Home › Forums › Products › Stompboxes › Where do you run your Modfactor in your signal chain? › Reply To: Where do you run your Modfactor in your signal chain?
I know that most studios (and most guitarists) put modulation before delay, and so do most multi-effects boxes (unless they have the option to choose), but my theory is that if you don't want to mutate your signal too much: chorus, flange and tremolo should be after delay, so that the modulation waveform is applied to both the direct and delayed signals at the same time and in the same way. You'll hear your original modulation pulse the same with delay on or off. With delay after modulation you'll have two different modulations (and more if you crank up delay feedback), fighting for the same spot in time, partly cancelling each other out, and heard as one (more complex) waveform which indeed will mutate the signal into a mess. The same theory goes for filter sweeps (phase, flanger and wah), but here we have a dilemma, because they are good sometimes before distortion but delay is definately not. Having said that, I actually prefer filters after distortion if I want to hear clearly the full sweep: with wah up front, the distortion tends to ignore it, just as distortion tends to ignore upstream EQ. Filters up front feed the distortion with changing frequencies: this can be good, but you won't hear a nice defined sweep.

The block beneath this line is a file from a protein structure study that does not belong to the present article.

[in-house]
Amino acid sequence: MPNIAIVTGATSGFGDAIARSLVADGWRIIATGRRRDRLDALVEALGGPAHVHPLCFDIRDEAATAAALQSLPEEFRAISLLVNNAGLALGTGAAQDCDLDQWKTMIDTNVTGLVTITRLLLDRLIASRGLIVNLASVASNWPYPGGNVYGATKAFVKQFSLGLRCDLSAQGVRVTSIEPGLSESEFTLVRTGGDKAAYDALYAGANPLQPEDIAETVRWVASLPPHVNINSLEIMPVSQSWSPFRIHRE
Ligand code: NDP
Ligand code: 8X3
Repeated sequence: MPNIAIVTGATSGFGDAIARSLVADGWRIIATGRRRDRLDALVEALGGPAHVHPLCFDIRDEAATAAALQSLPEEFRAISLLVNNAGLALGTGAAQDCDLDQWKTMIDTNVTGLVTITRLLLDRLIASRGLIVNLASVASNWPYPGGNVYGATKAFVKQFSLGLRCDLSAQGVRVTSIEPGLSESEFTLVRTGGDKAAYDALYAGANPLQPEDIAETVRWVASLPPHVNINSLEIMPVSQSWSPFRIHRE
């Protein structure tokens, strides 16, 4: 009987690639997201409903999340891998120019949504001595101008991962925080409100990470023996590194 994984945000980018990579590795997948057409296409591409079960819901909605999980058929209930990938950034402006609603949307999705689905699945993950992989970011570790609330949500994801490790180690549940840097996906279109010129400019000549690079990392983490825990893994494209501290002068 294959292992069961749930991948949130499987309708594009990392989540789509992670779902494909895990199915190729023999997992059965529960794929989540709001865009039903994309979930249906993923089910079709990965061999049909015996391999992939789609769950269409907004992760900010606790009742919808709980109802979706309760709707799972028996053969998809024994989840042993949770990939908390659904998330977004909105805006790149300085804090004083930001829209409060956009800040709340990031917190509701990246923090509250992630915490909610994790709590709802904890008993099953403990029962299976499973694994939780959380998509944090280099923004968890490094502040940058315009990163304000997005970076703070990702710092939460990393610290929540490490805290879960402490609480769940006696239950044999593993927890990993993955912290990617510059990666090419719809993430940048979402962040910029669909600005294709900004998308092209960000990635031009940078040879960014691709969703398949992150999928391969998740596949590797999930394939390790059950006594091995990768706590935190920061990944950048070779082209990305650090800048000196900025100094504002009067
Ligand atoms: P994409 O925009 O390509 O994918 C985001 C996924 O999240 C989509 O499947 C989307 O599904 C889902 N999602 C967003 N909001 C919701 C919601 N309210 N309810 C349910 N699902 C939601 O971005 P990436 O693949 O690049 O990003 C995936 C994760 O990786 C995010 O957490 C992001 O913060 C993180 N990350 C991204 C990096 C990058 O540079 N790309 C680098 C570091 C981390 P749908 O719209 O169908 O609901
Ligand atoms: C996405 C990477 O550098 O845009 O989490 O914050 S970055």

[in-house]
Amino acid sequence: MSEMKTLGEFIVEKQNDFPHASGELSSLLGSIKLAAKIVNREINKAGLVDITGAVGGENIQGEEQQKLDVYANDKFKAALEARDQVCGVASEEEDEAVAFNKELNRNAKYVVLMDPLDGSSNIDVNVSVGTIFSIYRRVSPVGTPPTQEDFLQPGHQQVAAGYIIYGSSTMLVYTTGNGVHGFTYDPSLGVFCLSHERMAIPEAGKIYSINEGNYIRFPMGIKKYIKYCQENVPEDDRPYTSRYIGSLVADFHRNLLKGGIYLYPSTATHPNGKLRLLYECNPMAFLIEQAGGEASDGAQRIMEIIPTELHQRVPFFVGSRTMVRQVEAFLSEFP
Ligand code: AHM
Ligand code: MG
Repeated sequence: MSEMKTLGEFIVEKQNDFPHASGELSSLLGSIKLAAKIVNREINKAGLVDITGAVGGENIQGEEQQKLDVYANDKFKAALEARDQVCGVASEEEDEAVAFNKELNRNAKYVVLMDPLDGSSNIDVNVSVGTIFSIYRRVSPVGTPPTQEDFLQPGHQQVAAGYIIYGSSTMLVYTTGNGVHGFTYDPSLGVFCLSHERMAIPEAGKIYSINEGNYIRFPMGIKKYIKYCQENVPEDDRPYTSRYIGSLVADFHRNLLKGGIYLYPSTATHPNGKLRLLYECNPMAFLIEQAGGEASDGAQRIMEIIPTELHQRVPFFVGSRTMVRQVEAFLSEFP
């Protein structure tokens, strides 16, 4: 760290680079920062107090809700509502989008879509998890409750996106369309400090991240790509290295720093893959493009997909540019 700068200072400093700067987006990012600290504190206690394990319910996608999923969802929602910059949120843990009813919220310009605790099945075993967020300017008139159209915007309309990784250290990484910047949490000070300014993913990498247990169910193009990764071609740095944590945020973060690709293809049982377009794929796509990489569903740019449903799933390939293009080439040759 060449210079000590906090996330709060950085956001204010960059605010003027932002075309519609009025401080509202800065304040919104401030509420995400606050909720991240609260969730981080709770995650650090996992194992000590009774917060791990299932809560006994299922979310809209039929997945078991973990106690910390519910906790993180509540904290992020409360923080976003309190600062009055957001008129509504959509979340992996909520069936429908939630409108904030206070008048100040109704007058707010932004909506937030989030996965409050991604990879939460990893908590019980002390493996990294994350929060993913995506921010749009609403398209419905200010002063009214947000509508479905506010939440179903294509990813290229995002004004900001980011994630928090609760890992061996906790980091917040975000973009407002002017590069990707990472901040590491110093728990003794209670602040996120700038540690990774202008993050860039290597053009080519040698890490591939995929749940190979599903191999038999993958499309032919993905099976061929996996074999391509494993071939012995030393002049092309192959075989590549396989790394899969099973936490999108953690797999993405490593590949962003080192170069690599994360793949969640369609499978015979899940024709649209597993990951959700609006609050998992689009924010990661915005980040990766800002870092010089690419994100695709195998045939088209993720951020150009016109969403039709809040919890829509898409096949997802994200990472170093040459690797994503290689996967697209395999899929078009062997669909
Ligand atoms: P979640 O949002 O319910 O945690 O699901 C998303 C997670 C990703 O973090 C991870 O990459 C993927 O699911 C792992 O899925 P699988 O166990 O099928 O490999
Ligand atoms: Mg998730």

WhWhether it's with Bogner Shiva combo, Fuchs combo, Mesa Boogie Lone Star/Lone Star Special combos: I put my M-Factor and T-Factor in the FX loops, putiing any modulation device before delay/time altering device. Delaying & then modulating a signal (for me) bends and mutates the basic signal a bit too much. Most studios I've worked in do that as well, unless you're looking for an unusual sound. Let your ears and taste buds dictate your preference(s).